Viewing and manipulating FITS images


Lia Corrales, Kris Stern, Stephanie T. Douglas, Kelle Cruz

Learning Goals

  1. Open FITS files and load image data

  2. Make a 2D histogram with image data

  3. Stack several images into a single image

  4. Write image data to a FITS file


FITS, file input/output, image manipulation, numpy, matplotlib, histogram, colorbar


This tutorial demonstrates the use of to download a data file, then uses to open the file, and lastly uses matplotlib to view the image with different color scales and stretches and to make histograms. In this tutorial we’ve also included a demonstration of simple image stacking.

import numpy as np

# Set up matplotlib
import matplotlib.pyplot as plt
%matplotlib inline

from import fits

Download the example FITS files for this tutorial.

from import download_file
image_file = download_file('', cache=True )

Opening FITS files and loading the image data

Let’s open the FITS file to find out what it contains.

hdu_list =
Filename: C:\Users\Kurt\.astropy\cache\download\py3\2c9202ae878ecfcb60878ceb63837f5f
No.    Name      Ver    Type      Cards   Dimensions   Format
  0  PRIMARY       1 PrimaryHDU     161   (891, 893)   int16
  1  er.mask       1 TableHDU        25   1600R x 4C   [F6.2, F6.2, F6.2, F6.2]

Generally, the image information is located in the PRIMARY block. The blocks are numbered and can be accessed by indexing hdu_list.

image_data = hdu_list[0].data

Our data is now stored as a 2D numpy array. But how do we know the dimensions of the image? We can look at the shape of the array.

<class 'numpy.ndarray'>
(893, 891)

Great! At this point, we can close the FITS file because we’ve stored everything we wanted to a variable.


SHORTCUT fits.getdata

If you don’t need to examine the FITS header, you can call fits.getdata to bypass the previous steps.

image_data = fits.getdata(image_file)
<class 'numpy.ndarray'>
(893, 891)

Viewing the image data and getting basic statistics

plt.imshow(image_data, cmap='autumn')  # cmap='gray'

# To see more color maps
<matplotlib.colorbar.Colorbar at 0x1c63f8dbd08>

Let’s get some basic statistics about our image:

print('Min:', np.min(image_data))
print('Max:', np.max(image_data))
print('Mean:', np.mean(image_data))
print('Stdev:', np.std(image_data))
Min: 3759
Max: 22918
Mean: 9831.481676287574
Stdev: 3032.3927542049046

Plotting a histogram

To make a histogram with matplotlib.pyplot.hist(), we’ll need to cast the data from a 2D array to something one dimensional.

In this case, let’s use the ndarray.flatten() to return a 1D numpy array.

<class 'numpy.ndarray'>
histogram = plt.hist(image_data.flatten(), bins='auto')

Displaying the image with a logarithmic scale

What if we want to use a logarithmic color scale? To do so, we’ll need to load the LogNorm object from matplotlib.

from matplotlib.colors import LogNorm
plt.imshow(image_data, cmap='spring', norm=LogNorm())

# I chose the tick marks based on the histogram above
cbar = plt.colorbar(ticks=[5.e3,1.e4,2.e4])['5,000','10,000','20,000']);

Basic image math: image stacking

You can also perform math with the image data like any other numpy array. In this particular example, we’ll stack several images of M13 taken with a ~10’’ telescope.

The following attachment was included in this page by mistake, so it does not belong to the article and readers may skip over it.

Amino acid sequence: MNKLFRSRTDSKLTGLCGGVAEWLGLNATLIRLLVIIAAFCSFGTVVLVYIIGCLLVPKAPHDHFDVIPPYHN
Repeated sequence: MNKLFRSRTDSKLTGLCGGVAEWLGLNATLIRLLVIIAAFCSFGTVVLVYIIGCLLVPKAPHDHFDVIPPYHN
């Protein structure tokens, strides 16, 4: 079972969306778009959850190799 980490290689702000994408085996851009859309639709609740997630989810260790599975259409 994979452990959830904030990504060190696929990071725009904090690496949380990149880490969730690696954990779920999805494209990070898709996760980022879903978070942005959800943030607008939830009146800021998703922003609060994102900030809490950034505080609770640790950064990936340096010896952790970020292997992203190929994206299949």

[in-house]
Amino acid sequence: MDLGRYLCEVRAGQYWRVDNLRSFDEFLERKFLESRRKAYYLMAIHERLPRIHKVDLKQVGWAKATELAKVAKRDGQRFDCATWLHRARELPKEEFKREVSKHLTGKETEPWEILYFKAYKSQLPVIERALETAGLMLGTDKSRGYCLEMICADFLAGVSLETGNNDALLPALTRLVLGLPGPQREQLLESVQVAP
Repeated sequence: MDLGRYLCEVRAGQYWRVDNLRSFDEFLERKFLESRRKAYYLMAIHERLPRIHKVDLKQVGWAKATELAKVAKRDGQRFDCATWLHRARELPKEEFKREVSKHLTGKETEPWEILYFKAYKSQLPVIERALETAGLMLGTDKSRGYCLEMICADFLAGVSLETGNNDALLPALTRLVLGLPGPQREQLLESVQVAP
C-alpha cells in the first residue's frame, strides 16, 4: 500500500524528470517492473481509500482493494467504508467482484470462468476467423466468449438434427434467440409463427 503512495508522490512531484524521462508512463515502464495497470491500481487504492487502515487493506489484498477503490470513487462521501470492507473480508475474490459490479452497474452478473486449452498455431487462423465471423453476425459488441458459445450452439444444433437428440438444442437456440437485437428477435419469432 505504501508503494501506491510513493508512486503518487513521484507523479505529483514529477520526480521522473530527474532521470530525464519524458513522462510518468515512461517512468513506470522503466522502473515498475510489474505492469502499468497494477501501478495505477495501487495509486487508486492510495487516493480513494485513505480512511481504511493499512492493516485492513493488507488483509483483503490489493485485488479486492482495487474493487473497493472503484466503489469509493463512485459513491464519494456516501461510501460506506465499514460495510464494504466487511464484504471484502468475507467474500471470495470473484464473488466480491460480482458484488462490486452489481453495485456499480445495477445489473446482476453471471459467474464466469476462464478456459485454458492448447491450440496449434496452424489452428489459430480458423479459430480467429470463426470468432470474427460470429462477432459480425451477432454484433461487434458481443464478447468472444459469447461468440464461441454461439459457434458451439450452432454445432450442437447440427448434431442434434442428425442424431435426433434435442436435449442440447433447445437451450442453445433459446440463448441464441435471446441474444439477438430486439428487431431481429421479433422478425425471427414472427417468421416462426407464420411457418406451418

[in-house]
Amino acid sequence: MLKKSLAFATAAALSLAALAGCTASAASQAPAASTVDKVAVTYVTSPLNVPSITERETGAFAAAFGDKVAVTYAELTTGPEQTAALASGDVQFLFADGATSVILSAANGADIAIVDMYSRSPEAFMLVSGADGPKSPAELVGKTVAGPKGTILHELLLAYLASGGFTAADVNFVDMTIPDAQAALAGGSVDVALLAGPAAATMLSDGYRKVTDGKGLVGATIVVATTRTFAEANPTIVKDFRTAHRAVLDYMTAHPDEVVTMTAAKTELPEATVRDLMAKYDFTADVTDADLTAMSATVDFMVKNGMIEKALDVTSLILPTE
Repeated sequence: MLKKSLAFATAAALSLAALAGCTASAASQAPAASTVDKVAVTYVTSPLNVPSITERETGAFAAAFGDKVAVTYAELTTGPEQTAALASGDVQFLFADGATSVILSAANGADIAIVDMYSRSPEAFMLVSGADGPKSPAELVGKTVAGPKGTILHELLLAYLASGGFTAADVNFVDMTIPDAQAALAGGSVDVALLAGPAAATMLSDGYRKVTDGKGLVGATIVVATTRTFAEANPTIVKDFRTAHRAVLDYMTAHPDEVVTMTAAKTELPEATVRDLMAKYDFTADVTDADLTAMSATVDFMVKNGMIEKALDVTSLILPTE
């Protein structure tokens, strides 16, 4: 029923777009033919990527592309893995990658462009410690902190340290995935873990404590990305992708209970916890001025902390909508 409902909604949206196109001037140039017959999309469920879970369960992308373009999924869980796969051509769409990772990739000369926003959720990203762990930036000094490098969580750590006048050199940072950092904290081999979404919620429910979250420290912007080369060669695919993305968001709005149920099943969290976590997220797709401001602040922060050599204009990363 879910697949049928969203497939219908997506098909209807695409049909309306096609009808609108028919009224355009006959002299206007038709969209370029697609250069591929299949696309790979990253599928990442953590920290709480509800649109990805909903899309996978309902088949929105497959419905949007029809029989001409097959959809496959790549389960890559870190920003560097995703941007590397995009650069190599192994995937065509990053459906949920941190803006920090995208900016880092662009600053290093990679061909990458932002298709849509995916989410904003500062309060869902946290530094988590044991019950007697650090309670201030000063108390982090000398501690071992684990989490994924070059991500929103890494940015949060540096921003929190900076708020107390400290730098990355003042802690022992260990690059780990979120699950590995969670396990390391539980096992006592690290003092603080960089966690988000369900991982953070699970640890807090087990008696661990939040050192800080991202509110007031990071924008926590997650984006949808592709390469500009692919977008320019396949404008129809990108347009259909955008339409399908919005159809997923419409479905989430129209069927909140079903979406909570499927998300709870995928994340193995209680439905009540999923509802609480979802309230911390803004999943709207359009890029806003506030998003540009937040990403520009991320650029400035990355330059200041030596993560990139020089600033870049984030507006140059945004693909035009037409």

Let’s start by opening a series of FITS files and store the data in a list, which we’ve named image_concat.

base_url = '{0:04d}.fits'

image_list = [download_file(base_url.format(n), cache=True)
              for n in range(1, 5+1)]
image_concat = [fits.getdata(image) for image in image_list]
[array([[489, 474, 519, ..., 447, 541, 519],
        [517, 508, 489, ..., 517, 490, 499],
        [500, 453, 518, ..., 537, 514, 537],
        [449, 490, 519, ..., 469, 508, 541],
        [500, 521, 514, ..., 502, 478, 549],
        [480, 516, 535, ..., 494, 527, 491]], dtype=uint16)]

Now we’ll stack the images by summing the concatenated list.

# The long way
final_image = np.zeros(shape=image_concat[0].shape)

for image in image_concat:
    final_image += image

# The short way
# final_image = np.sum(image_concat, axis=0)

We’re going to show the image, but need to decide on the best stretch. To do so let’s plot a histogram of the data.

image_hist = plt.hist(final_image.flatten(), bins='auto')

We’ll use the keywords vmin and vmax to set limits on the color scaling for imshow.

plt.imshow(final_image, cmap='spring', vmin=2100, vmax=2800,)
<matplotlib.colorbar.Colorbar at 0x1c642231d48>

Writing image data to a FITS file

We can do this with the writeto() method.

Warning: you’ll receive an error if the file you are trying to write already exists. That’s why we’ve set overwrite=True.

outfile = 'stacked_M13_blue.fits'

hdu = fits.PrimaryHDU(final_image)
hdu.writeto(outfile, overwrite=True)


Determine the mean, median, and standard deviation of a part of the stacked M13 image where there is not light from M13. Use those statistics with a sum over the part of the image that includes M13 to estimate the total light in this image from M13.

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Show the image of the Horsehead Nebula, but in units of surface brightness (magnitudes per square arcsecond). (Hint: the physical size of the image is 15x15 arcminutes.)

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Now write out the image you just created, preserving the header the original image had, but add a keyword ‘UNITS’ with the value ‘mag per sq arcsec’. (Hint: it may be helpful to read the documentation if you’re not sure how to include both the header and the data.)

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